The twenty-ninth Psalm may not be the most well-known or appreciated in the Psalter, but it has been called “the most majestic” and “one of the loveliest poems ever.” It is perhaps the most terrifying yet majestic descriptions of a storm found in poetic literature. Psalm 29 is unique in the Psalter in that it is pure praise. Other Psalms praise God, but almost all mix praise with application or supplication. The poem’s eleven verses mention the name of the LORD (YHWH) eighteen times. In the middle portion of the Psalm (vss. 3-9), “the voice of the LORD” is repeated seven times, evoking the sound of repetitive thunderclaps. As is the case with much poetic literature, in order to be fully appreciated, Psalm 29 cannot be critically analyzed, but is meant to be sensed with our emotions. The poetic soul and powerful preacher Charles Spurgeon advised, “Just as the eighth Psalm is to be read by moonlight, when the stars are bright, as the nineteenth needs the rays of the rising sun to bring out its beauty, so this can be best rehearsed beneath the black wing of tempest, by the glare of the lightning, or amid that dubious dusk which heralds the war of elements. The verses march to the tune of thunderbolts. God is everywhere conspicuous, and all the earth is hushed by the majesty of his presence.”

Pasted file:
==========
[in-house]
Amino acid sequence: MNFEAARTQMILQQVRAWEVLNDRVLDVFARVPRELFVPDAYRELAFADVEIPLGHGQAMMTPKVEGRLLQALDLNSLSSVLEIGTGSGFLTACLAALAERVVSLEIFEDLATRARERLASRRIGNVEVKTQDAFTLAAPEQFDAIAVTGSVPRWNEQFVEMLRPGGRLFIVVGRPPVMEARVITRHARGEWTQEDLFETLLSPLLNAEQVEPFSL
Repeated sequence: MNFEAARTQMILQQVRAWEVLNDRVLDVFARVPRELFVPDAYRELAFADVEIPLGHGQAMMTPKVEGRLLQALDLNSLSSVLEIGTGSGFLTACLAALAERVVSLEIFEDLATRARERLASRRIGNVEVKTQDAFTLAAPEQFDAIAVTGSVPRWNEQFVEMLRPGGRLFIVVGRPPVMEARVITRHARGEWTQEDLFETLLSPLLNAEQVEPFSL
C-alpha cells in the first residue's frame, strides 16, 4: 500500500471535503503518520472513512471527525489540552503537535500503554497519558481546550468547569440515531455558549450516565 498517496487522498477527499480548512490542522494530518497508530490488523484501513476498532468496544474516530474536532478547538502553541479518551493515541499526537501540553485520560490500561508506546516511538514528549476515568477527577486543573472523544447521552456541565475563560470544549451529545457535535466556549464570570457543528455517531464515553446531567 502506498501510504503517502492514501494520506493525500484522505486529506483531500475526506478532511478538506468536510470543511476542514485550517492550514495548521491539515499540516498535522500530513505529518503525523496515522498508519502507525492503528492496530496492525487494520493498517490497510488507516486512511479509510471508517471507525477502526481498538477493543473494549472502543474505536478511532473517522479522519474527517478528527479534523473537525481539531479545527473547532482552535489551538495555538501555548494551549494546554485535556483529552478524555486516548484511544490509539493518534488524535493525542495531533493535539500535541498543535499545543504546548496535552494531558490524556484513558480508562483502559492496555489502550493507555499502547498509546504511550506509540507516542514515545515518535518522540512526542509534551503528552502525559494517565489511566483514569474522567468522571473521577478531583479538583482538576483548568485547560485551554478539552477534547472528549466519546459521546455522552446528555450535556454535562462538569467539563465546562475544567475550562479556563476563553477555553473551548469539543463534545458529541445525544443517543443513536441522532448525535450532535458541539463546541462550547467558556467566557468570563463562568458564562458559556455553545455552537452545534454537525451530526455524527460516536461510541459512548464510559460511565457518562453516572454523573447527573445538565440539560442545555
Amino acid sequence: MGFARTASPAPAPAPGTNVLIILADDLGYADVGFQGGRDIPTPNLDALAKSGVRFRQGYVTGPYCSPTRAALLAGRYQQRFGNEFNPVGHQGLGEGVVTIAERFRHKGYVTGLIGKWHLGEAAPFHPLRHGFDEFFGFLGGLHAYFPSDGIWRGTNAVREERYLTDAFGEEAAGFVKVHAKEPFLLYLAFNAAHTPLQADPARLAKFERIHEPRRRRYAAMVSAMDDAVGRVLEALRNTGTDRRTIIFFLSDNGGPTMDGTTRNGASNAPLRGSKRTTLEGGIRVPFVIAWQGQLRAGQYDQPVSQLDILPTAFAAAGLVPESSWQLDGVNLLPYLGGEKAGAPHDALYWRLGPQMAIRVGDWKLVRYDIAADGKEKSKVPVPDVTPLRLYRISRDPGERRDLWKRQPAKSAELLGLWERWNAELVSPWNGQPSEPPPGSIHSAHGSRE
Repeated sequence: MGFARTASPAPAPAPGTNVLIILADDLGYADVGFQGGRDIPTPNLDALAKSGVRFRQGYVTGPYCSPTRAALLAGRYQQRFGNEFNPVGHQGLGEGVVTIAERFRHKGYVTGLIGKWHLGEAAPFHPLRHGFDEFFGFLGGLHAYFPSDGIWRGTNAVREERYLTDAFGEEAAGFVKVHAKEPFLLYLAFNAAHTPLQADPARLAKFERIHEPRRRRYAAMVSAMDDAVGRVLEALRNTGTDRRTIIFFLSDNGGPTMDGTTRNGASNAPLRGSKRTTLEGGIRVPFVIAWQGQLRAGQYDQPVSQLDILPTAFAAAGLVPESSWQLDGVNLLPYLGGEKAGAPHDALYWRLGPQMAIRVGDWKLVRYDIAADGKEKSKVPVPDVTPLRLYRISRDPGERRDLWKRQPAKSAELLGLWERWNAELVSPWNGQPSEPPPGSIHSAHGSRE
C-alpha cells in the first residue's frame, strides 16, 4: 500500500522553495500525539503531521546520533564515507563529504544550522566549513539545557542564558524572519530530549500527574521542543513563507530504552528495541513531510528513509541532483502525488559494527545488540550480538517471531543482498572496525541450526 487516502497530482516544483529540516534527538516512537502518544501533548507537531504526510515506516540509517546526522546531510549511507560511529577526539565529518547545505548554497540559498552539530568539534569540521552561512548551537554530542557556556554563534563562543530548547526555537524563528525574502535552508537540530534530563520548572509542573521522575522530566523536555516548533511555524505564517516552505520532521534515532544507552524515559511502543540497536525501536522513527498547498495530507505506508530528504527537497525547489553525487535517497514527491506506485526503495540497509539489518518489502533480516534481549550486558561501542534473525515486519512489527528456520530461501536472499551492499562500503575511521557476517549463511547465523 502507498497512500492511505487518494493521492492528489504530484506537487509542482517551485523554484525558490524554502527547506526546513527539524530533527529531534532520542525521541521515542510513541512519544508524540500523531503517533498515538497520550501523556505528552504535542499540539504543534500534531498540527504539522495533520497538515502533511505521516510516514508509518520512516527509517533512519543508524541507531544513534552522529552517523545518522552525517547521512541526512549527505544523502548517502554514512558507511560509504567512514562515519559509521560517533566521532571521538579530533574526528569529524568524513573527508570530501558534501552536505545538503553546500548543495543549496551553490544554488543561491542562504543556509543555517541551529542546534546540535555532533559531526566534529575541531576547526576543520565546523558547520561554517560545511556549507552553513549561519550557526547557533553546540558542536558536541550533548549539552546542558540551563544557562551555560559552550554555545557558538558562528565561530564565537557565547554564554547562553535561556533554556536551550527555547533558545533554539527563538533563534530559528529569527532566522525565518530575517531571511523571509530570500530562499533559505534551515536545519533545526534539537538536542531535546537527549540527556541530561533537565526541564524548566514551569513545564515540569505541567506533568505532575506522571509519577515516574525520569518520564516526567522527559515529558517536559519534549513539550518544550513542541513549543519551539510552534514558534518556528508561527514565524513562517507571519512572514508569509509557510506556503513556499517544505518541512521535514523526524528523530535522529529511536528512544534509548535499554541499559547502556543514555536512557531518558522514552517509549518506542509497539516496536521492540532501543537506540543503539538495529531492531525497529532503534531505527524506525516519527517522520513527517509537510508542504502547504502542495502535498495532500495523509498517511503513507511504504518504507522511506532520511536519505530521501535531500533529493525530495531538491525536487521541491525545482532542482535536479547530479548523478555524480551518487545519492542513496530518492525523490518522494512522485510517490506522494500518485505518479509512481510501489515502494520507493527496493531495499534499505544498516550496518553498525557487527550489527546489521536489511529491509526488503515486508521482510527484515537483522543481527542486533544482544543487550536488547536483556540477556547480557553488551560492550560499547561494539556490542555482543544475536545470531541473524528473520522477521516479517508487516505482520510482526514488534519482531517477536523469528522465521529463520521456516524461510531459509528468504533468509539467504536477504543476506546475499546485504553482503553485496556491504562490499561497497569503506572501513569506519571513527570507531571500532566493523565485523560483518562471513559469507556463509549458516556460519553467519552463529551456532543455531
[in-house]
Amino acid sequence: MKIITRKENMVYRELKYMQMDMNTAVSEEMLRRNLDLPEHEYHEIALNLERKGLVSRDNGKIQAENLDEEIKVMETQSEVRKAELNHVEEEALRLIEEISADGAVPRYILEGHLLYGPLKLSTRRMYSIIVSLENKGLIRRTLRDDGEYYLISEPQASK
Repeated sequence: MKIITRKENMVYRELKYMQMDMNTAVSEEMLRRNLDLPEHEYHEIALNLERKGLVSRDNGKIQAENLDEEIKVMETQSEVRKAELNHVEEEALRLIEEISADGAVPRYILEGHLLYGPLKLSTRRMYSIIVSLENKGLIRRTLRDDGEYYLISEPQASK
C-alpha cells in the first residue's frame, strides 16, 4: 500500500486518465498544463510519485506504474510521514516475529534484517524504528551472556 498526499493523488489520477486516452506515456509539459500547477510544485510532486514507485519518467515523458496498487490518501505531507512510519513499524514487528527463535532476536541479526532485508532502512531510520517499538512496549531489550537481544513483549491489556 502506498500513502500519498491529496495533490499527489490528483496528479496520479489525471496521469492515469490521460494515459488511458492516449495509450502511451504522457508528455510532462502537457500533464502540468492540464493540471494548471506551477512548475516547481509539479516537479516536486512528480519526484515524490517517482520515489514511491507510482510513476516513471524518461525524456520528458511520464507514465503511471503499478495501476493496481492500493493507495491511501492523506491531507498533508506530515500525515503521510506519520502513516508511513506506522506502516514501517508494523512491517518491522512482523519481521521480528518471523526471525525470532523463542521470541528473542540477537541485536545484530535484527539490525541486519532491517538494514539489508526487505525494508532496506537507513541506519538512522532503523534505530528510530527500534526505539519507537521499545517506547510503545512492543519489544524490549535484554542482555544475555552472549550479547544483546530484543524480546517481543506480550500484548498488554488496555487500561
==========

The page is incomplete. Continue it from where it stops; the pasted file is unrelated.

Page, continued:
Having witnessed a powerful storm, David the Psalmist’s chief concern is not merely the power of the thunderstorm, but God’s voice, which is infinitely more powerful. Overwhelmed with the majesty of God revealed in the storm, the Psalmist, David, issues a twofold call to worship God in verses 1-2. First, he calls us to ascribe glory to Him, that is, to acknowledge His supreme worth. Secondly, we are to worship, or literally, bow down in a posture that emulates a subordination of our mind and will to His. People who witness the power of God as illustrated in a storm are naturally to be found within the temple praising God who created, and is sovereign over, the storm. We see the power of God’s voice revealed when creation springs into existence as a result of the voice of God. Similarly, the voice of God activates faith as He regenerates sinners, drawing them to Himself in salvation.
In the Psalm’s final two verses, the storm has passed, but God Himself remains. A shaken people upon whom His favor now remains, cannot help but to give Him glory!